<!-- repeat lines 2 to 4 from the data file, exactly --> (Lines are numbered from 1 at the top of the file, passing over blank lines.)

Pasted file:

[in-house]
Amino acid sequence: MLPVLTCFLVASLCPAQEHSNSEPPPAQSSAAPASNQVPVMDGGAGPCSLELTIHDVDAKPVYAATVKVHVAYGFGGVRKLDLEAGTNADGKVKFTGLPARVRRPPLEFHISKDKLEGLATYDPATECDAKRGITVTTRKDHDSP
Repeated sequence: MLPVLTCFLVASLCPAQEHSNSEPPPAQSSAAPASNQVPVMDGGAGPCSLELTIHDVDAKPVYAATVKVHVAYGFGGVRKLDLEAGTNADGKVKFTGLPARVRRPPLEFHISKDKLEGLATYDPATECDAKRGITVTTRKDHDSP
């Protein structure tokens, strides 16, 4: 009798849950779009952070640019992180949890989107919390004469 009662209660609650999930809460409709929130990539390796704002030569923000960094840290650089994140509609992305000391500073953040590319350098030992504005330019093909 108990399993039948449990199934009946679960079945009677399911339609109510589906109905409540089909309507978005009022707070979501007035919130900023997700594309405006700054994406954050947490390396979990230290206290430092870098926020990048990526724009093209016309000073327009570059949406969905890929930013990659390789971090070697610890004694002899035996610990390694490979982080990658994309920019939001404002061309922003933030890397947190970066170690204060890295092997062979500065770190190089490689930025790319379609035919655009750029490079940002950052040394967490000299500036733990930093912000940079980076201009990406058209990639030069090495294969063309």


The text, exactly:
Amino acid sequence: MLPVLTCFLVASLCPAQEHSNSEPPPAQSSAAPASNQVPVMDGGAGPCSLELTIHDVDAKPVYAATVKVHVAYGFGGVRKLDLEAGTNADGKVKFTGLPARVRRPPLEFHISKDKLEGLATYDPATECDAKRGITVTTRKDHDSP
Repeated sequence: MLPVLTCFLVASLCPAQEHSNSEPPPAQSSAAPASNQVPVMDGGAGPCSLELTIHDVDAKPVYAATVKVHVAYGFGGVRKLDLEAGTNADGKVKFTGLPARVRRPPLEFHISKDKLEGLATYDPATECDAKRGITVTTRKDHDSP
């Protein structure tokens, strides 16, 4: 009798849950779009952070640019992180949890989107919390004469 009662209660609650999930809460409709929130990539390796704002030569923000960094840290650089994140509609992305000391500073953040590319350098030992504005330019093909 108990399993039948449990199934009946679960079945009677399911339609109510589906109905409540089909309507978005009022707070979501007035919130900023997700594309405006700054994406954050947490390396979990230290206290430092870098926020990048990526724009093209016309000073327009570059949406969905890929930013990659390789971090070697610890004694002899035996610990390694490979982080990658994309920019939001404002061309922003933030890397947190970066170690204060890295092997062979500065770190190089490689930025790319379609035919655009750029490079940002950052040394967490000299500036733990930093912000940079980076201009990406058209990639030069090495294969063309």